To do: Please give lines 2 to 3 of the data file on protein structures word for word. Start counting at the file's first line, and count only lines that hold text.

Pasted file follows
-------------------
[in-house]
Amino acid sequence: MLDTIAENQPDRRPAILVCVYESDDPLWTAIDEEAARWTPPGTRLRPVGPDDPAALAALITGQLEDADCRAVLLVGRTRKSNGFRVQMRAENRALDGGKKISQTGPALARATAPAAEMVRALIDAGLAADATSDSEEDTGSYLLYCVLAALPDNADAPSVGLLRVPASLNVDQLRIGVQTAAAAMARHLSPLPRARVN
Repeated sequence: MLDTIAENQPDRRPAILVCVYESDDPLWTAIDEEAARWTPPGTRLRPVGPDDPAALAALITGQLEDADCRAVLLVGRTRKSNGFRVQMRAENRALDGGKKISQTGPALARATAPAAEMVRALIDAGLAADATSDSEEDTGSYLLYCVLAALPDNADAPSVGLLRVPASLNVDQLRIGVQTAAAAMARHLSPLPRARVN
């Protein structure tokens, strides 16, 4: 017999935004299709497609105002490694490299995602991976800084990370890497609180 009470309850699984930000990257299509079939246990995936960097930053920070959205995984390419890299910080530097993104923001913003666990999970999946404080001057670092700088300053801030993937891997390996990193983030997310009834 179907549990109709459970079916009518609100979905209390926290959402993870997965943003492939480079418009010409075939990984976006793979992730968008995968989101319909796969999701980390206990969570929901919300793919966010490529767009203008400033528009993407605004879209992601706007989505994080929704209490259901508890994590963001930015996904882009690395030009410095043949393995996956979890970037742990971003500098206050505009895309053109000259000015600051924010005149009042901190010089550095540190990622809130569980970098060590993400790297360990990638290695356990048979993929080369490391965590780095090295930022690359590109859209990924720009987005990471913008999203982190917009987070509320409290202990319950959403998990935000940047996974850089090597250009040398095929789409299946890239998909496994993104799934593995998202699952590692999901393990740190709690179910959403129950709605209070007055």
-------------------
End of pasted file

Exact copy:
Amino acid sequence: MLDTIAENQPDRRPAILVCVYESDDPLWTAIDEEAARWTPPGTRLRPVGPDDPAALAALITGQLEDADCRAVLLVGRTRKSNGFRVQMRAENRALDGGKKISQTGPALARATAPAAEMVRALIDAGLAADATSDSEEDTGSYLLYCVLAALPDNADAPSVGLLRVPASLNVDQLRIGVQTAAAAMARHLSPLPRARVN
Repeated sequence: MLDTIAENQPDRRPAILVCVYESDDPLWTAIDEEAARWTPPGTRLRPVGPDDPAALAALITGQLEDADCRAVLLVGRTRKSNGFRVQMRAENRALDGGKKISQTGPALARATAPAAEMVRALIDAGLAADATSDSEEDTGSYLLYCVLAALPDNADAPSVGLLRVPASLNVDQLRIGVQTAAAAMARHLSPLPRARVN